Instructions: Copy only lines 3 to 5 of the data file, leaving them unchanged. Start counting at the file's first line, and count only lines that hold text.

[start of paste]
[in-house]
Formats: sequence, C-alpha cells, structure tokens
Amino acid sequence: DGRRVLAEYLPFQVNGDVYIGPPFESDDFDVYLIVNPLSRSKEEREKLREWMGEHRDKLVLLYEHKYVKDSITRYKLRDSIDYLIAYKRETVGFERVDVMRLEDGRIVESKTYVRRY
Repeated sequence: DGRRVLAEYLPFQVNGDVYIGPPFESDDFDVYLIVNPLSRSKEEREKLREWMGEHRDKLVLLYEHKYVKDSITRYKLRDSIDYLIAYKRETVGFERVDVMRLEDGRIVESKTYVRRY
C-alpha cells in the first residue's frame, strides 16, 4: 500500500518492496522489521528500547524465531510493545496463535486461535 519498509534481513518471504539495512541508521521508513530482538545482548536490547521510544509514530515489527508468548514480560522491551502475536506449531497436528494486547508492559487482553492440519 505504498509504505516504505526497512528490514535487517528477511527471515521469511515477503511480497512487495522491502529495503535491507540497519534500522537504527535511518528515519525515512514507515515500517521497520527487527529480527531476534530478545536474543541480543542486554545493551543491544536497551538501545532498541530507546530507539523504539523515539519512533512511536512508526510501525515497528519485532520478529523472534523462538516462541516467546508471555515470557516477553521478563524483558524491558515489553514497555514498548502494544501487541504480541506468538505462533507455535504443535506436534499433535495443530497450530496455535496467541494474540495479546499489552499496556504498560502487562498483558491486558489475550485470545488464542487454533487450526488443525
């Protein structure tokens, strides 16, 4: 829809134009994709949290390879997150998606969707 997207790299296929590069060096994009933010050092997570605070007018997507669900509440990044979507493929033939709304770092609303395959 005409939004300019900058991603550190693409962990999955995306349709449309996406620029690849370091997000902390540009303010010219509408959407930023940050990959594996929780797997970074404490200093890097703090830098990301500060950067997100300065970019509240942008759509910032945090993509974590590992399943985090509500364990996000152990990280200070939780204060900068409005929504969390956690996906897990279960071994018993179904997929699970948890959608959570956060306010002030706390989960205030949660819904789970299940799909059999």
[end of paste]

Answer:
Amino acid sequence: DGRRVLAEYLPFQVNGDVYIGPPFESDDFDVYLIVNPLSRSKEEREKLREWMGEHRDKLVLLYEHKYVKDSITRYKLRDSIDYLIAYKRETVGFERVDVMRLEDGRIVESKTYVRRY
Repeated sequence: DGRRVLAEYLPFQVNGDVYIGPPFESDDFDVYLIVNPLSRSKEEREKLREWMGEHRDKLVLLYEHKYVKDSITRYKLRDSIDYLIAYKRETVGFERVDVMRLEDGRIVESKTYVRRY
C-alpha cells in the first residue's frame, strides 16, 4: 500500500518492496522489521528500547524465531510493545496463535486461535 519498509534481513518471504539495512541508521521508513530482538545482548536490547521510544509514530515489527508468548514480560522491551502475536506449531497436528494486547508492559487482553492440519 505504498509504505516504505526497512528490514535487517528477511527471515521469511515477503511480497512487495522491502529495503535491507540497519534500522537504527535511518528515519525515512514507515515500517521497520527487527529480527531476534530478545536474543541480543542486554545493551543491544536497551538501545532498541530507546530507539523504539523515539519512533512511536512508526510501525515497528519485532520478529523472534523462538516462541516467546508471555515470557516477553521478563524483558524491558515489553514497555514498548502494544501487541504480541506468538505462533507455535504443535506436534499433535495443530497450530496455535496467541494474540495479546499489552499496556504498560502487562498483558491486558489475550485470545488464542487454533487450526488443525